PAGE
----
RAE, the Regulatory Authority for Energy, appears determined to implement measures aimed at limiting NOME auction abuse by market players and accelerating the main power utility PPC’s retail electricity market share contraction for greater market competition.
In its monitoring of NOME auctions and ensuing sales, by participants, of electricity amounts to secondary markets over the past few months, RAE has noticed an accumulation of futures products disproportionate to customer base sizes and growth rates of certain suppliers and traders.
Subsequently, four companies were summoned by RAE to hearings. Three of these testified yesterday.
According to sources, the representatives of all three companies – traders and electricity suppliers holding small market shares – contended that they have not breached any market rules, while also noting NOME auctions have been staged without restrictions, as was requested by the country’s lenders.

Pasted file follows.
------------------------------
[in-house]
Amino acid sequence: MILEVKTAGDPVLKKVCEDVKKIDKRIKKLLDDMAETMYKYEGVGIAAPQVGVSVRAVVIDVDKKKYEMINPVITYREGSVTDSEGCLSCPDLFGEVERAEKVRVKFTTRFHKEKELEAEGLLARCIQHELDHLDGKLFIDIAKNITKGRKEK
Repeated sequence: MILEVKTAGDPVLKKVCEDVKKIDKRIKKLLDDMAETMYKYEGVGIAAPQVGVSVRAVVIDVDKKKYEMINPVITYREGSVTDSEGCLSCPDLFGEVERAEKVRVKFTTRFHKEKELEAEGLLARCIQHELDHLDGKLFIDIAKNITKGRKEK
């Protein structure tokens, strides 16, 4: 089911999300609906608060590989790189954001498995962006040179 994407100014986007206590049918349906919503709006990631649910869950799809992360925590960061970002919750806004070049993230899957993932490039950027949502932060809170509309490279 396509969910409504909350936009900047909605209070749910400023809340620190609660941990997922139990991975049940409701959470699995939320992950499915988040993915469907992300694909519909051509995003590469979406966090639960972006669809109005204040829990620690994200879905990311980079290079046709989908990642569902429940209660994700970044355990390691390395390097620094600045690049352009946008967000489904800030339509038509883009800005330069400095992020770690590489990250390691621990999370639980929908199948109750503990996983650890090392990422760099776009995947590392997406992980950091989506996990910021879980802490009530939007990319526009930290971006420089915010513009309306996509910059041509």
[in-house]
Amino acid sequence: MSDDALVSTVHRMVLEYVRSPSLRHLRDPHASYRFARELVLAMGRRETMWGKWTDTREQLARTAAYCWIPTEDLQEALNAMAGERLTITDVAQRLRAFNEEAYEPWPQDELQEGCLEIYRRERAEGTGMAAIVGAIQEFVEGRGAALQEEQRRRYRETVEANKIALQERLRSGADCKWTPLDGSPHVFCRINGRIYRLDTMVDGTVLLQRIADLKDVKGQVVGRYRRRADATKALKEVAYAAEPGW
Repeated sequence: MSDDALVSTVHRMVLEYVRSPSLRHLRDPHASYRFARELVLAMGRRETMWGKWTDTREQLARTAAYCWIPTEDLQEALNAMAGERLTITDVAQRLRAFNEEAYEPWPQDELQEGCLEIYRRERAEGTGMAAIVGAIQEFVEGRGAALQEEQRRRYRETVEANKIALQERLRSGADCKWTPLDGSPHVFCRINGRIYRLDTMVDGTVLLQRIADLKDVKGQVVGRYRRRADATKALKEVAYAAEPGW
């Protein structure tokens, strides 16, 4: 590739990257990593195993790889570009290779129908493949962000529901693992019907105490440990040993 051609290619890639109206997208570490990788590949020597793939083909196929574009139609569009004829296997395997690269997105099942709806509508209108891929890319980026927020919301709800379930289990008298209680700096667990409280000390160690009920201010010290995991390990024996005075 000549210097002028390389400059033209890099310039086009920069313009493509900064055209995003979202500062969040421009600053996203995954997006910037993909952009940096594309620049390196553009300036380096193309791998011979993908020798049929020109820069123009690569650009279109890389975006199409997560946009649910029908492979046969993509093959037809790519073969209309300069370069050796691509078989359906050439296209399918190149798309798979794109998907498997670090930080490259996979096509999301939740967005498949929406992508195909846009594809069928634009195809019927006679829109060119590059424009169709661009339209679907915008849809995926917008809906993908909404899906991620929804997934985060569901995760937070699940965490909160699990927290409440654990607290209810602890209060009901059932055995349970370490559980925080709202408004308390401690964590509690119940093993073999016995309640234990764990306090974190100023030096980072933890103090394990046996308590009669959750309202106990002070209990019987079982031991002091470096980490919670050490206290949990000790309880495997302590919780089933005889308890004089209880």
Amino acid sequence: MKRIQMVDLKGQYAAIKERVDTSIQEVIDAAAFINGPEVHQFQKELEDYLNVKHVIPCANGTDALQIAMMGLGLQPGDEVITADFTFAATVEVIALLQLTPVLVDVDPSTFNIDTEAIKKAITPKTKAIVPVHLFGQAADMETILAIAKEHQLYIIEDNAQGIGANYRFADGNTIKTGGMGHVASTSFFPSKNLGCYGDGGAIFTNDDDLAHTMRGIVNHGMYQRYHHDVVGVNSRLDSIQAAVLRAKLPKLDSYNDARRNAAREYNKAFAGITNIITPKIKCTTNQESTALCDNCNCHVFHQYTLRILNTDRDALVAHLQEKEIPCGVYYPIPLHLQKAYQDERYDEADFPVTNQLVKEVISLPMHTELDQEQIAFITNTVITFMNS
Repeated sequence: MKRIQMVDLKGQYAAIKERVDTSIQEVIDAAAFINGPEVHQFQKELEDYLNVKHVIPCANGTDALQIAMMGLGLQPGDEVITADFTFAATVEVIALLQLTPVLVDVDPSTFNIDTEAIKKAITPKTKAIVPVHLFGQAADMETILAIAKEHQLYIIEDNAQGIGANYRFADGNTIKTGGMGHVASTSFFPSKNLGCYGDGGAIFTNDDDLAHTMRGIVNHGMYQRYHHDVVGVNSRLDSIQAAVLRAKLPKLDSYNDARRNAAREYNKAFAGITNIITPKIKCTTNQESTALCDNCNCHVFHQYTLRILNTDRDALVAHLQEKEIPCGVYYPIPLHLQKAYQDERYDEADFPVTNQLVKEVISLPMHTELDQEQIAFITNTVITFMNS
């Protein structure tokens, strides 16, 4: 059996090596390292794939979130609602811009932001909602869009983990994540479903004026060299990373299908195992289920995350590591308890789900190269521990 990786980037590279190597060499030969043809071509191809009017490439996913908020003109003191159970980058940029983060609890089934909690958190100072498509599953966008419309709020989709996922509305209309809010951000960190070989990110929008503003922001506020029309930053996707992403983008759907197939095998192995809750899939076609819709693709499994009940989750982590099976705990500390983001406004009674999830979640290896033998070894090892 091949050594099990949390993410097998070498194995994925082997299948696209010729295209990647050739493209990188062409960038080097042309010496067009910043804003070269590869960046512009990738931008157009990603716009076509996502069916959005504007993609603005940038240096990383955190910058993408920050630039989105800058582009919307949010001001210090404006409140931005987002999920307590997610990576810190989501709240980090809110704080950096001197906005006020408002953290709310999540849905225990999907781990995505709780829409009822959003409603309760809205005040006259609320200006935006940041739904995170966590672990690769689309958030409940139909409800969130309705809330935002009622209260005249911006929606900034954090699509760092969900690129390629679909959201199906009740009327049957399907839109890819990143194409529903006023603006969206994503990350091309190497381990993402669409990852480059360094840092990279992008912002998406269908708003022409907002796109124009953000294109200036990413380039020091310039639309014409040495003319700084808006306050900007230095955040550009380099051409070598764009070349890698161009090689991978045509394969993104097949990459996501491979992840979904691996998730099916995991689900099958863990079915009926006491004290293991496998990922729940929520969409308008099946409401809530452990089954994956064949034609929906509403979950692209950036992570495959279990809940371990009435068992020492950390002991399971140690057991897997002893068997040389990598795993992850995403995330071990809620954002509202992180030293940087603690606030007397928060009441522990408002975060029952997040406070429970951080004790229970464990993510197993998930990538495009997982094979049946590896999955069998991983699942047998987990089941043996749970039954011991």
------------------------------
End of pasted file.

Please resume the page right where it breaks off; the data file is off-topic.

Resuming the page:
These companies will need to follow up arguments offered at their hearings with related documents before RAE decides whether to hand out charges or not.
RAE has not been able to determine the exact amounts of electricity exported from Greece to other European markets, where wholesale prices are relatively higher, but has resorted to various tools monitoring the market and players, analysts noted.
The authority is preparing to introduce specific NOME auction regulations, including restrictions, sources informed.
During the bailout era, which has just ended, lenders, citing free market rules, did not want any restrictions imposed on Greece’s NOME auctions. However, the country’s lenders have, along the way, given RAE some leeway to take corrective action and counter ongoing abusive practices by NOME participants.
NOME auctions were introduced in Greece about two years ago to offer third parties access to PPC’s lower-cost lignite and hydropower sources.